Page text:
Benign tumors
Granular cell tumor

Topic Completed: 1 January 2013

Minor changes: 21 July 2020

Copyright: 2003-2019,, Inc.

PubMed Search: Granular cell tumor [title] esophagus

Elliot Weisenberg, M.D.
Page views in 2019: 2,641
Page views in 2020 to date: 1,450
Cite this page: Weisenberg E. Granular cell tumor. website. Accessed August 10th, 2020.
Definition / general
  • Also called Abrikosoff tumor, myoblastoma
  • Most common site in GI tract for these tumors
  • #2 most common stromal tumor of esophagus after leiomyoma
Clinical features
  • Usually incidental, in lower esophagus, 90% solitary (Ann Thorac Surg 1996;62:860)
  • May cause obstruction if large
  • Almost all cases of Schwannian origin
  • Relatively more common in women in 40s, African Americans
  • May be underdiagnosed on superficial biopsies that lack lamina propria
  • Endoscopy: sessile, yellowish white, firm, intact epithelium
  • 1 - 3% are malignant (locally recur)
    • Associated with rapid growth, > 4 cm, tumor necrosis, increased cellularity, atypia, > 2 mitotic figures/HPF
Case reports
  • Local excision
Gross description
  • Intramural nodule(s), poorly circumscribed, up to 2 cm
Microscopic (histologic) description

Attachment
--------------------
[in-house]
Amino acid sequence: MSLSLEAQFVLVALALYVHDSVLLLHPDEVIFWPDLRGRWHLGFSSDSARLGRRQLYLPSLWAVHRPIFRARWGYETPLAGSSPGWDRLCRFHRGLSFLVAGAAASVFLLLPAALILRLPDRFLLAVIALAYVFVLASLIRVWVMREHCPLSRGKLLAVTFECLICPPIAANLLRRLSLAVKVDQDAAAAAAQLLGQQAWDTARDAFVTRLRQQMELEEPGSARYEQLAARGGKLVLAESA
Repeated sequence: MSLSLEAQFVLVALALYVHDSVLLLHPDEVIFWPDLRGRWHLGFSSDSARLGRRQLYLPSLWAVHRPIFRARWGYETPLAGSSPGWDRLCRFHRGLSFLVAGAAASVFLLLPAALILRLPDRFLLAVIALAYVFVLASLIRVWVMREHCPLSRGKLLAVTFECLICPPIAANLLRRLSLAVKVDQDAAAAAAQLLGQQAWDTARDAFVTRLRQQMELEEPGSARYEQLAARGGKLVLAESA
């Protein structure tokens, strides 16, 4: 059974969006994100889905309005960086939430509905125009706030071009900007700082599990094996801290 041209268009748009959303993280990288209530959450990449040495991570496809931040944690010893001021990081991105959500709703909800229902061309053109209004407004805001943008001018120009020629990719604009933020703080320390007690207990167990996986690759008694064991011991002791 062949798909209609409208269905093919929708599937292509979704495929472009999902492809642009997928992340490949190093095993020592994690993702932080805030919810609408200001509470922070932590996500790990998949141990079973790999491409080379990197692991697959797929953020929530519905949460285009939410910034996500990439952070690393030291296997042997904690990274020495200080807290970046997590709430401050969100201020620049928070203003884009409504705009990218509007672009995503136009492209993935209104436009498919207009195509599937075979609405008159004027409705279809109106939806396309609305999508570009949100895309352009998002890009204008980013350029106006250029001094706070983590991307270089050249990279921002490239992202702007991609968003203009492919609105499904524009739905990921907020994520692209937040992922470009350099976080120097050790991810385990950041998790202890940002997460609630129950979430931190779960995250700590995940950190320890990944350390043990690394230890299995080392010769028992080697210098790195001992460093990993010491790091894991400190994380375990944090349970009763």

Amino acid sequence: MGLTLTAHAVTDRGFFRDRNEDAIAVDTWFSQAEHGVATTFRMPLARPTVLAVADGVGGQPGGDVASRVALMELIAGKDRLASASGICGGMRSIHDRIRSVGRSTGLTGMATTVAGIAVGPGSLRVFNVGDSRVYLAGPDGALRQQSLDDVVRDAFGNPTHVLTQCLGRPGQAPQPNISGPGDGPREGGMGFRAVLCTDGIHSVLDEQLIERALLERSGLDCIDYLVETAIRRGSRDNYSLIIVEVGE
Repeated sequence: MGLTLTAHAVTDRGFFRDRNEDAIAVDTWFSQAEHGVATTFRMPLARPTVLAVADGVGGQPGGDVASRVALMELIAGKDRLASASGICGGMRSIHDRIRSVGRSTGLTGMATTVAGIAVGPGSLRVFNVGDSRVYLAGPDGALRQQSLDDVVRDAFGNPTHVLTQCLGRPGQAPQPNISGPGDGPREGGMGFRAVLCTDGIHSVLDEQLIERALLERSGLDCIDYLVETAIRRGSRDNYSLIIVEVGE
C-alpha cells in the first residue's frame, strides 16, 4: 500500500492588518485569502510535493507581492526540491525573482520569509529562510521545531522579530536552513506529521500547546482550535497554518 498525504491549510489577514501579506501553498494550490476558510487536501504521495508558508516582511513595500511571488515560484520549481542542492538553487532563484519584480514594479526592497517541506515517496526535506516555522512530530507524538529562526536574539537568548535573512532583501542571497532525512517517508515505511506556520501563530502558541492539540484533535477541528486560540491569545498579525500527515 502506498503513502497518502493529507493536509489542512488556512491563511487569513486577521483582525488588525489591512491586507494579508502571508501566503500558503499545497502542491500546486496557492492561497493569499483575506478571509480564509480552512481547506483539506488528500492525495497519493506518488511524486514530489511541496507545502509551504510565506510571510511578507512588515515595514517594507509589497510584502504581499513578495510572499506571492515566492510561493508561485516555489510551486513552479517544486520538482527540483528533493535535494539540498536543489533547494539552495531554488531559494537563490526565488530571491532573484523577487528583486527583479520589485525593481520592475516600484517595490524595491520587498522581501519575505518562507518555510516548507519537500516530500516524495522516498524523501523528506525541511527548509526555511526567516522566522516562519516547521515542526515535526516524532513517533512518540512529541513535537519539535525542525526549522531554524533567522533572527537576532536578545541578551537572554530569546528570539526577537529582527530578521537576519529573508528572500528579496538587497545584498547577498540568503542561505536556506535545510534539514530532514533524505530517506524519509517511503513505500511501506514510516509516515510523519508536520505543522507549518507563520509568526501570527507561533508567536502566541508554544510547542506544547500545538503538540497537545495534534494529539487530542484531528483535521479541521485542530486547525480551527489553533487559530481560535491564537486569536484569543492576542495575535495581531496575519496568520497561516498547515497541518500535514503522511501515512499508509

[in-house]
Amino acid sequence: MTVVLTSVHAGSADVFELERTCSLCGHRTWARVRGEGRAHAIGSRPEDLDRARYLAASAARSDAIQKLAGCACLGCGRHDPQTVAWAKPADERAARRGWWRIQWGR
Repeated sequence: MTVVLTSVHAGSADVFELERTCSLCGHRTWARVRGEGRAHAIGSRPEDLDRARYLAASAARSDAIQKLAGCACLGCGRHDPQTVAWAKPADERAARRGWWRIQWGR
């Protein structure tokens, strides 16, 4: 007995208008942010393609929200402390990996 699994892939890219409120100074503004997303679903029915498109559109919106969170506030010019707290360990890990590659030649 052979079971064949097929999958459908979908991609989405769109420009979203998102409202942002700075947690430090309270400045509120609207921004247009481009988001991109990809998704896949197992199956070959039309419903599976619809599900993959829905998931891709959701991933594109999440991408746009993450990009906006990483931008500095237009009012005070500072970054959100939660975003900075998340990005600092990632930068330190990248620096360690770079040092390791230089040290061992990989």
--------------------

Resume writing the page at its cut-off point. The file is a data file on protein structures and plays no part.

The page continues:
• Identical to granular cell tumors elsewhere; sheets or packets of uniform epithelioid cells with abundant eosinophilic granular cytoplasm and small nuclei that interdigitate with overlying epithelium
    • Often pseudoepitheliomatous hyperplasia, which may mimic squamous cell carcinoma on small biopsies (J Surg Oncol 1980;13:301)
  • Often involves superficial lamina propria
    • May extend into muscularis propria
Microscopic (histologic) images

Contributed by
Dr. Oleksandr Grygoruk,Kiev, Ukraine

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Abrikossoff esophagus

 AFIP images
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Tumor fills lamina propria

Electron microscopy description
  • Myelin-like tubules, cytoplasmic processes surrounded by basal lamina in layers reminiscent of Schwann cells
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